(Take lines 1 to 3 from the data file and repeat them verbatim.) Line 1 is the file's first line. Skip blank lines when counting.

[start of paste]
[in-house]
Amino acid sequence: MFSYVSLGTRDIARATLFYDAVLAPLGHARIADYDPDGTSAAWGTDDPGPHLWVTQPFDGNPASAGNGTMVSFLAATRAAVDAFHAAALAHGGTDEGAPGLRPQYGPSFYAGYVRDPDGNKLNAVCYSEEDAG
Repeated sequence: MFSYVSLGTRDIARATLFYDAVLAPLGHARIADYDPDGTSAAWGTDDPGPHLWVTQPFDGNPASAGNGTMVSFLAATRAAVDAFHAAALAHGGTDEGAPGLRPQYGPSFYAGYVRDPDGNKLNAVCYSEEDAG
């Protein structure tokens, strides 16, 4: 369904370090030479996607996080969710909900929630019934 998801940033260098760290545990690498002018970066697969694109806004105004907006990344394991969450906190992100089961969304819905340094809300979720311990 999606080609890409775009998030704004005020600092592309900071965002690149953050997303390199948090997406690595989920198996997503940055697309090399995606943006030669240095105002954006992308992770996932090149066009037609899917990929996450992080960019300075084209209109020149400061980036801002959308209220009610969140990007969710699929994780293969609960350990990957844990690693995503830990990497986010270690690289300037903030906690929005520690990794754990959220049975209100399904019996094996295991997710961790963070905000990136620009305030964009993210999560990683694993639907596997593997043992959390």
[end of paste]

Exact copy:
[in-house]
Amino acid sequence: MFSYVSLGTRDIARATLFYDAVLAPLGHARIADYDPDGTSAAWGTDDPGPHLWVTQPFDGNPASAGNGTMVSFLAATRAAVDAFHAAALAHGGTDEGAPGLRPQYGPSFYAGYVRDPDGNKLNAVCYSEEDAG
Repeated sequence: MFSYVSLGTRDIARATLFYDAVLAPLGHARIADYDPDGTSAAWGTDDPGPHLWVTQPFDGNPASAGNGTMVSFLAATRAAVDAFHAAALAHGGTDEGAPGLRPQYGPSFYAGYVRDPDGNKLNAVCYSEEDAG